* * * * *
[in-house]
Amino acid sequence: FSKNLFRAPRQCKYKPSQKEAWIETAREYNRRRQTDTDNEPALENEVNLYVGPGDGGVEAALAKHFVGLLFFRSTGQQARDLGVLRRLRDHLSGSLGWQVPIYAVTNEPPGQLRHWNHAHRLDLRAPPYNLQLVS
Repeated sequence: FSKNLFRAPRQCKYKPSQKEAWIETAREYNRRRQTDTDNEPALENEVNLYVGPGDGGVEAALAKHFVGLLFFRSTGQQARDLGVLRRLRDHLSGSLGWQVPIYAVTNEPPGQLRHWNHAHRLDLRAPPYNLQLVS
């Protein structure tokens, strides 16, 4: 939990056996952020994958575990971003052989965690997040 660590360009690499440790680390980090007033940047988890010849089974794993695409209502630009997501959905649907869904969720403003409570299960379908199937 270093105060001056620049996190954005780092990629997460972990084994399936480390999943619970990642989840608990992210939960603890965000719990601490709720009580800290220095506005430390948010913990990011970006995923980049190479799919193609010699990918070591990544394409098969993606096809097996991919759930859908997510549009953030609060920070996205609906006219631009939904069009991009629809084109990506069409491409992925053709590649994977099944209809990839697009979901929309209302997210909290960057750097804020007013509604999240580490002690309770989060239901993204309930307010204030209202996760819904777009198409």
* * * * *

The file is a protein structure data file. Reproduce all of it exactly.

[in-house]
Amino acid sequence: FSKNLFRAPRQCKYKPSQKEAWIETAREYNRRRQTDTDNEPALENEVNLYVGPGDGGVEAALAKHFVGLLFFRSTGQQARDLGVLRRLRDHLSGSLGWQVPIYAVTNEPPGQLRHWNHAHRLDLRAPPYNLQLVS
Repeated sequence: FSKNLFRAPRQCKYKPSQKEAWIETAREYNRRRQTDTDNEPALENEVNLYVGPGDGGVEAALAKHFVGLLFFRSTGQQARDLGVLRRLRDHLSGSLGWQVPIYAVTNEPPGQLRHWNHAHRLDLRAPPYNLQLVS
């Protein structure tokens, strides 16, 4: 939990056996952020994958575990971003052989965690997040 660590360009690499440790680390980090007033940047988890010849089974794993695409209502630009997501959905649907869904969720403003409570299960379908199937 270093105060001056620049996190954005780092990629997460972990084994399936480390999943619970990642989840608990992210939960603890965000719990601490709720009580800290220095506005430390948010913990990011970006995923980049190479799919193609010699990918070591990544394409098969993606096809097996991919759930859908997510549009953030609060920070996205609906006219631009939904069009991009629809084109990506069409491409992925053709590649994977099944209809990839697009979901929309209302997210909290960057750097804020007013509604999240580490002690309770989060239901993204309930307010204030209202996760819904777009198409």